the electromagnetic metering valve includes a field coil and an axially movable armature inside the coil, the magnetic field of the coil biasing the armature toward a flow throttling position with a force that increases with increasing coil current; the metering valve further including a stationary pole core which cooperates with the movable armature to create the throttling action of the valve; and

the valve adjustment controlling means includes means for adjusting said coil current.

3. An oil burner control device as defined in claim 2,

wherein:

the movable armature has agenerally fiat throttling surface facing the pole core;

the pole core has a cooperating flat throttling seat facing the throttling surface of the armature, the seat area being bounded by a relief groove whose diameter is considerably smaller than the diameter of the armature; and

the path of the fuel oil return line through the metering valve includes a central entry bore through the pole core to its throttling seat and one or more radially spaced exit channels in the pole core which communicate with the relief groove.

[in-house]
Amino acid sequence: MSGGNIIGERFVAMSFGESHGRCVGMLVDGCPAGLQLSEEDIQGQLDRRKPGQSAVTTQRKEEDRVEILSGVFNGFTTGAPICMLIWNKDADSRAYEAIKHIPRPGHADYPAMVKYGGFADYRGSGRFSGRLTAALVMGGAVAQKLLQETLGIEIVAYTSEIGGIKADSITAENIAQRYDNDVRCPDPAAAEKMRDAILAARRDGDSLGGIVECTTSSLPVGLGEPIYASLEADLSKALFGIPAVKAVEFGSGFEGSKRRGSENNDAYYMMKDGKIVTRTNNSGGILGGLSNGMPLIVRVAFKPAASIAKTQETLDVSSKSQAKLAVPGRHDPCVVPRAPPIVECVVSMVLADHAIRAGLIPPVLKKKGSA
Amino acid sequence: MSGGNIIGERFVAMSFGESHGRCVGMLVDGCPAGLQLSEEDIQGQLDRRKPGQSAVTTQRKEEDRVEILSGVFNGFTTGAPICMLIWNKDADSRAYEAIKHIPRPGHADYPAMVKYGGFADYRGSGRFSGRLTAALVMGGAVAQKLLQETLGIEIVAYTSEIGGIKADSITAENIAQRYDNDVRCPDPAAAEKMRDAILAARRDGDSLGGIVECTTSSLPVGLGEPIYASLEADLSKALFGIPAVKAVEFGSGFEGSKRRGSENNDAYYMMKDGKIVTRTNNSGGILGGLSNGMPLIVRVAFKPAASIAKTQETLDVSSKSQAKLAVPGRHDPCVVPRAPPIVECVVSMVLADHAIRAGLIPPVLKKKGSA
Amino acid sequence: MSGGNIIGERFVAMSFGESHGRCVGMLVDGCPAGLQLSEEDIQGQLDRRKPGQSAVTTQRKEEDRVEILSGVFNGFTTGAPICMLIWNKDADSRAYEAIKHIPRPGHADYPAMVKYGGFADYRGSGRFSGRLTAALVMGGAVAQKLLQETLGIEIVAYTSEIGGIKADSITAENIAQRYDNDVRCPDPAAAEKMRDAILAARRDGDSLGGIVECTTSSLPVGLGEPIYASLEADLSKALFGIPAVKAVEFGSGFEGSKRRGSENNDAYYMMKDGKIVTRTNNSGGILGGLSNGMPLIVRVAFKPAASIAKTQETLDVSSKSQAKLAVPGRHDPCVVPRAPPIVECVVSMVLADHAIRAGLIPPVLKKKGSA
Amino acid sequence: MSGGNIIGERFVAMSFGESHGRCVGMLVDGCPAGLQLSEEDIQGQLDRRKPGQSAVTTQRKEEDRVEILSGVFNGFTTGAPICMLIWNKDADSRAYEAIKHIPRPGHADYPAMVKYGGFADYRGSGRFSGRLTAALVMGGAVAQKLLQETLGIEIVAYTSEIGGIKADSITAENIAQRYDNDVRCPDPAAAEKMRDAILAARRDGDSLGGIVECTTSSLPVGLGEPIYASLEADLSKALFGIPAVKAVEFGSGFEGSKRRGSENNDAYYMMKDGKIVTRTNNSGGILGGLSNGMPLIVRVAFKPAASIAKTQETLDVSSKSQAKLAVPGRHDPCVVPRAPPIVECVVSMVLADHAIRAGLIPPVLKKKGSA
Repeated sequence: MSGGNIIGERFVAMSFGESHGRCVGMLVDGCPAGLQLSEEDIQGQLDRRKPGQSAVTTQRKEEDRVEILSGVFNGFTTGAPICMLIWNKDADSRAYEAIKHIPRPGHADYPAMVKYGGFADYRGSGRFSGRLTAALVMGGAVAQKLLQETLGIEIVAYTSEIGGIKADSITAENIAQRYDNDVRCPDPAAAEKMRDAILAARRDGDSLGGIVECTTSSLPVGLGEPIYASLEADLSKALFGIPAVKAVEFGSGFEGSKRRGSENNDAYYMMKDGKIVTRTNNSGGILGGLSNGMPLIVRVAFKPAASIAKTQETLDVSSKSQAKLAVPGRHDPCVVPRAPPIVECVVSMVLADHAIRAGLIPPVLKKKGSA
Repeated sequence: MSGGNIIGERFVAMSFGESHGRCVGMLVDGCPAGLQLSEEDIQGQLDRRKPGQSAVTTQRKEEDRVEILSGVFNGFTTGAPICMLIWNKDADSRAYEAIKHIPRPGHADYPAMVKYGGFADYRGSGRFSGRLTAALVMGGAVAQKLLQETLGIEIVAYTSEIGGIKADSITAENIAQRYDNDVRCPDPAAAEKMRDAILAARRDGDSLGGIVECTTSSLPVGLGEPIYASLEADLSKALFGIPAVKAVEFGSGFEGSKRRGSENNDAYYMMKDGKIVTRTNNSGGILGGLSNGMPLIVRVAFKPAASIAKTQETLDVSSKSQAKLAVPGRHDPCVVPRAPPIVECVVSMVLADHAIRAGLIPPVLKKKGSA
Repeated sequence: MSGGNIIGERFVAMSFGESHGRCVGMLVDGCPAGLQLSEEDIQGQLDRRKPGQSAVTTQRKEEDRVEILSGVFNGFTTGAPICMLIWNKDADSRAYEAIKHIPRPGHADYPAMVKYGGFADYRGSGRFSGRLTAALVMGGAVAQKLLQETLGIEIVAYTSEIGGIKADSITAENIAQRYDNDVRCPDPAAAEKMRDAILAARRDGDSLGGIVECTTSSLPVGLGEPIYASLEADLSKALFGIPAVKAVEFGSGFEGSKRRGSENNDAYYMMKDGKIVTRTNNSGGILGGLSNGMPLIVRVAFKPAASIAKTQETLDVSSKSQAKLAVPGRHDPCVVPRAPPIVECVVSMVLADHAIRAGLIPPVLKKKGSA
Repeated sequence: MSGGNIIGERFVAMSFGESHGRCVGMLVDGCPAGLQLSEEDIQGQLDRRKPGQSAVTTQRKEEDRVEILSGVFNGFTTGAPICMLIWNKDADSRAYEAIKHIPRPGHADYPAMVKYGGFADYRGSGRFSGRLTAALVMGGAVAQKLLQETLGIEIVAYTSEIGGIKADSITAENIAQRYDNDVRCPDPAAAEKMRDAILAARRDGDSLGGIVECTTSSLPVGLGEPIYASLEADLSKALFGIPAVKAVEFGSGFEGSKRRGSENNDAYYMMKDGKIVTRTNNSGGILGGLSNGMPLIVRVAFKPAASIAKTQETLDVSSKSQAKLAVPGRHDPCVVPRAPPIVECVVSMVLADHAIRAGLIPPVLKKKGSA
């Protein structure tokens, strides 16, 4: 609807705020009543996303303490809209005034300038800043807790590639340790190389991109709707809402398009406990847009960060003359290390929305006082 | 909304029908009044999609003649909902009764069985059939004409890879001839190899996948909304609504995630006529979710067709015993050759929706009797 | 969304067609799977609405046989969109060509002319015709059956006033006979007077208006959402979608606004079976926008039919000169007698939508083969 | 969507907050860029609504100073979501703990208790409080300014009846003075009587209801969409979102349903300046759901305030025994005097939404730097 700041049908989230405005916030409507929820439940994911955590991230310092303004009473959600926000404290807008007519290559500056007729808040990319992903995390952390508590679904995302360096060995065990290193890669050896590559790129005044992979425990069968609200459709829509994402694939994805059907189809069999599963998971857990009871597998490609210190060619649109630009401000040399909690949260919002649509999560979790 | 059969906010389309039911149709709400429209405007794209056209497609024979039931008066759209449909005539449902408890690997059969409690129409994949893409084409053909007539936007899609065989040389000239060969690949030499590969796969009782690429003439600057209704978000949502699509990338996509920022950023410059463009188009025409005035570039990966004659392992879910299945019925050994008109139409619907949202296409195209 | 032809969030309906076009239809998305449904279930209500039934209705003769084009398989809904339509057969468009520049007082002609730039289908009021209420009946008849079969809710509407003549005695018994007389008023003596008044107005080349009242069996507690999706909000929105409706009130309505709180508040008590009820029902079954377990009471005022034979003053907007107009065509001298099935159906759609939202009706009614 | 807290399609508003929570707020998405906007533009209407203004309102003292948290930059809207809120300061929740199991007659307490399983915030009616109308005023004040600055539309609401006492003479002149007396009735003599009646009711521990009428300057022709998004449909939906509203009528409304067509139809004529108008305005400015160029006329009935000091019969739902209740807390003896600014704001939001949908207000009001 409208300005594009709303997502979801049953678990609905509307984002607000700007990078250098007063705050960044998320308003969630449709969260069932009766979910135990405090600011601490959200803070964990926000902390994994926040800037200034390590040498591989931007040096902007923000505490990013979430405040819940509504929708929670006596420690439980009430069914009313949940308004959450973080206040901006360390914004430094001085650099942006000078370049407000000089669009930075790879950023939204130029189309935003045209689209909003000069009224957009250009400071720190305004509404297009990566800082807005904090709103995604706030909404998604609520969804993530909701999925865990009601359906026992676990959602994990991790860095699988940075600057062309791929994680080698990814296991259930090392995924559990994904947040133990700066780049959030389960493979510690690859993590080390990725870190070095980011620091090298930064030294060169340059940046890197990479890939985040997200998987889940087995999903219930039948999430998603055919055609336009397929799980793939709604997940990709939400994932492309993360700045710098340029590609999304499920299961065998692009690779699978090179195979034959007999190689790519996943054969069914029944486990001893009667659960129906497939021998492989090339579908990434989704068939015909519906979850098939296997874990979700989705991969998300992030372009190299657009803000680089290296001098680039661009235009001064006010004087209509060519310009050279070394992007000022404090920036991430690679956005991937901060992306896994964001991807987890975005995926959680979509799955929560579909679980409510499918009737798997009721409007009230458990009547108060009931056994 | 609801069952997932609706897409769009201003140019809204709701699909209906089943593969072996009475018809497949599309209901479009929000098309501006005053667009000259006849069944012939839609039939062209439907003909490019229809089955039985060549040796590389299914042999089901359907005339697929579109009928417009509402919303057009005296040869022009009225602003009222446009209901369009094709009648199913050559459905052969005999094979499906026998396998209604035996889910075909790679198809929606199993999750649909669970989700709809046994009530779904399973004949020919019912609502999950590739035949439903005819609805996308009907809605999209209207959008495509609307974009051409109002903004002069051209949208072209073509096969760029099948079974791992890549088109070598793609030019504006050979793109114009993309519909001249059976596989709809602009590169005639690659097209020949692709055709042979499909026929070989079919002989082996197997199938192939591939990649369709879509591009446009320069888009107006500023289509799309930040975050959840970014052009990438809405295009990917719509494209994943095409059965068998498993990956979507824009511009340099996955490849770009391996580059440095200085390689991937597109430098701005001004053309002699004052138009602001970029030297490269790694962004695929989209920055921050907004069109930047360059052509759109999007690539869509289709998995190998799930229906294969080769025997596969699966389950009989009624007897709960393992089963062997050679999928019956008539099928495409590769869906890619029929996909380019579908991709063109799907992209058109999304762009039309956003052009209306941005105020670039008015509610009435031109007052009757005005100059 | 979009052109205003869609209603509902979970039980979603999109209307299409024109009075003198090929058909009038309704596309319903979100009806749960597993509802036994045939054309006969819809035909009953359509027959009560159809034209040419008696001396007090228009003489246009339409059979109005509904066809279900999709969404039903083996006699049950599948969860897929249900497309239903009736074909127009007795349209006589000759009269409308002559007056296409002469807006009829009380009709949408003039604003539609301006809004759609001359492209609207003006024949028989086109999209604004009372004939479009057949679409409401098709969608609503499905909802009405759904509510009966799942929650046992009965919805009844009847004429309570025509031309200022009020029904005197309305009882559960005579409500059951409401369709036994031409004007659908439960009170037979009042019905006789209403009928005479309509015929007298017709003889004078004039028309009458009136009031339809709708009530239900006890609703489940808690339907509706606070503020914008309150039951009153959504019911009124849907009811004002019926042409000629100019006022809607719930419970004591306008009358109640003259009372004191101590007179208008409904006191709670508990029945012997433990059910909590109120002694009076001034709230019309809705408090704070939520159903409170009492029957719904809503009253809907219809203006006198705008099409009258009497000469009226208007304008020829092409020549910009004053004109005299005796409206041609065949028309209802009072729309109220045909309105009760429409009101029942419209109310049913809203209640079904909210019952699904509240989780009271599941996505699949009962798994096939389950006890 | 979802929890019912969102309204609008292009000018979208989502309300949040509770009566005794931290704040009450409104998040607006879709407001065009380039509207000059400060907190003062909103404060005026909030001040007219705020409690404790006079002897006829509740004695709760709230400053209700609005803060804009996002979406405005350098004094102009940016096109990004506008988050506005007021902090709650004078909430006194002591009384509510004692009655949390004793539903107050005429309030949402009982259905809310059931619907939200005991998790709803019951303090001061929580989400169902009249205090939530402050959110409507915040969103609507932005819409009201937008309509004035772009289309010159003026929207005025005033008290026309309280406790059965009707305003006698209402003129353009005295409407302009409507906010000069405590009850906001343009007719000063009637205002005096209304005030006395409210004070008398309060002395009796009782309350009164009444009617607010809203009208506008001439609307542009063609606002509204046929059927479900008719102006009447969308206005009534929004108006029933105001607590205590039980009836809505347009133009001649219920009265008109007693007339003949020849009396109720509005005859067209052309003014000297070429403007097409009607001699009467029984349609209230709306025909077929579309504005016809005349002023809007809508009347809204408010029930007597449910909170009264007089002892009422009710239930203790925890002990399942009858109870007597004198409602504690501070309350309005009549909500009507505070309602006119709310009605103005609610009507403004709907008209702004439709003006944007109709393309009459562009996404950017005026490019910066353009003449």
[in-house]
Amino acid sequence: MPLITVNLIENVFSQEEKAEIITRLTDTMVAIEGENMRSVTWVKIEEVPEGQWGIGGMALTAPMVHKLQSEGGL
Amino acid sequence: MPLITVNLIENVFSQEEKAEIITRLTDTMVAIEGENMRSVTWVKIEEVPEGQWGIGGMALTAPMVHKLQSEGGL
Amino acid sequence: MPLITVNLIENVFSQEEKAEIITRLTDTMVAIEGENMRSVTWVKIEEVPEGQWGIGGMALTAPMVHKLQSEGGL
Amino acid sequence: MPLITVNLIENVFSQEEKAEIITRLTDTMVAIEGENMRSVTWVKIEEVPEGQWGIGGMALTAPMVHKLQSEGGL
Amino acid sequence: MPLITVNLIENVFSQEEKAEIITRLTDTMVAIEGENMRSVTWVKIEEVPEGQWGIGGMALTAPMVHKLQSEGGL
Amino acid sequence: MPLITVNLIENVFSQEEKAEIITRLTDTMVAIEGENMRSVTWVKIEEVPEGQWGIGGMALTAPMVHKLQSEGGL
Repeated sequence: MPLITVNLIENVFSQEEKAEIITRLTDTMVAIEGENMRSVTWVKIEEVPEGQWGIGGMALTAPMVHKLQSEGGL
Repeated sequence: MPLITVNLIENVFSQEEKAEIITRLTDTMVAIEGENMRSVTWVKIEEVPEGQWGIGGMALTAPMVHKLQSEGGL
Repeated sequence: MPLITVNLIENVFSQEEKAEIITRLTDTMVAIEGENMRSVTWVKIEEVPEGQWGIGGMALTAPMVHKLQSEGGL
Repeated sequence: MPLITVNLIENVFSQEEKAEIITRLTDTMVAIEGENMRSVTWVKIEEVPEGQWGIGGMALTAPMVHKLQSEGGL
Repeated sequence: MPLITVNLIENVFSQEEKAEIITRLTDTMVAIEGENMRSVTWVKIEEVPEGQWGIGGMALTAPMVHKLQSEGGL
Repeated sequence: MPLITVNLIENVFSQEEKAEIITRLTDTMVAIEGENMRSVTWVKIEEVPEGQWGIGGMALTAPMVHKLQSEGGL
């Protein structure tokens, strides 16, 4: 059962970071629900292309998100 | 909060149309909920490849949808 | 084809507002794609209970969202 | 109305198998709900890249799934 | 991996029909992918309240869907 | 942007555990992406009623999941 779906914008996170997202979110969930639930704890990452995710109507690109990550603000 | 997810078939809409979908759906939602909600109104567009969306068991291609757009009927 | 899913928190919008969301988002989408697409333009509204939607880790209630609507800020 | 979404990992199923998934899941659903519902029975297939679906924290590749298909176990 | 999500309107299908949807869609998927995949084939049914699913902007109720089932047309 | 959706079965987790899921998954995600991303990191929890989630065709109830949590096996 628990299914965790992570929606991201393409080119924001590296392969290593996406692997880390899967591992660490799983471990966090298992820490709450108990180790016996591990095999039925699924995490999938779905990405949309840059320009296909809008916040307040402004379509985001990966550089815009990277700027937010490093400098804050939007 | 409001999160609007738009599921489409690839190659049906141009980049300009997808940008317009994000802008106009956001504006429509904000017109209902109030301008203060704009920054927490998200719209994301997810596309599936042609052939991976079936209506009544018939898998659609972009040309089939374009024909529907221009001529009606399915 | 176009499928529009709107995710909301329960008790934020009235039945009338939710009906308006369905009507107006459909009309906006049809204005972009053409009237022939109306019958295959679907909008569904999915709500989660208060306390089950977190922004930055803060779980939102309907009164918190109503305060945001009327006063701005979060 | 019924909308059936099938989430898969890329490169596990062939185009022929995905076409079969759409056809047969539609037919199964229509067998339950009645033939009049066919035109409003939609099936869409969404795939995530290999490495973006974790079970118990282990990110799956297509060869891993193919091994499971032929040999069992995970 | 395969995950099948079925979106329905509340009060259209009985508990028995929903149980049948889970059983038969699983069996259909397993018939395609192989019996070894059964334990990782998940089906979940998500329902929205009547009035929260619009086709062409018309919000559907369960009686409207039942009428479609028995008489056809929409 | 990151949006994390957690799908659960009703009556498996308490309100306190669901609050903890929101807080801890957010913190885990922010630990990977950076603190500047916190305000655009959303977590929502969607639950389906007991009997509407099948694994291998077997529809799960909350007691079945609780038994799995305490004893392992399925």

4. An oil burner control device as defined in claim 3,

wherein:

the metering valve armature includes a peripheral skirt which surrounds its throttling surface and extends toward the pole core so as to deflect the oil flow toward the latter and into the exit channels.

5. An oil burner control device as defined in claim 1',

further including:

a pressure check valve in the fuel oil supply line and means for biasing the check valve toward its closed position against the fuel oil flow, the valve biasing means being so calibrated that the check valve remains closed, when less than a predetermined supply pressure is established in the supply line upstream of the check valve.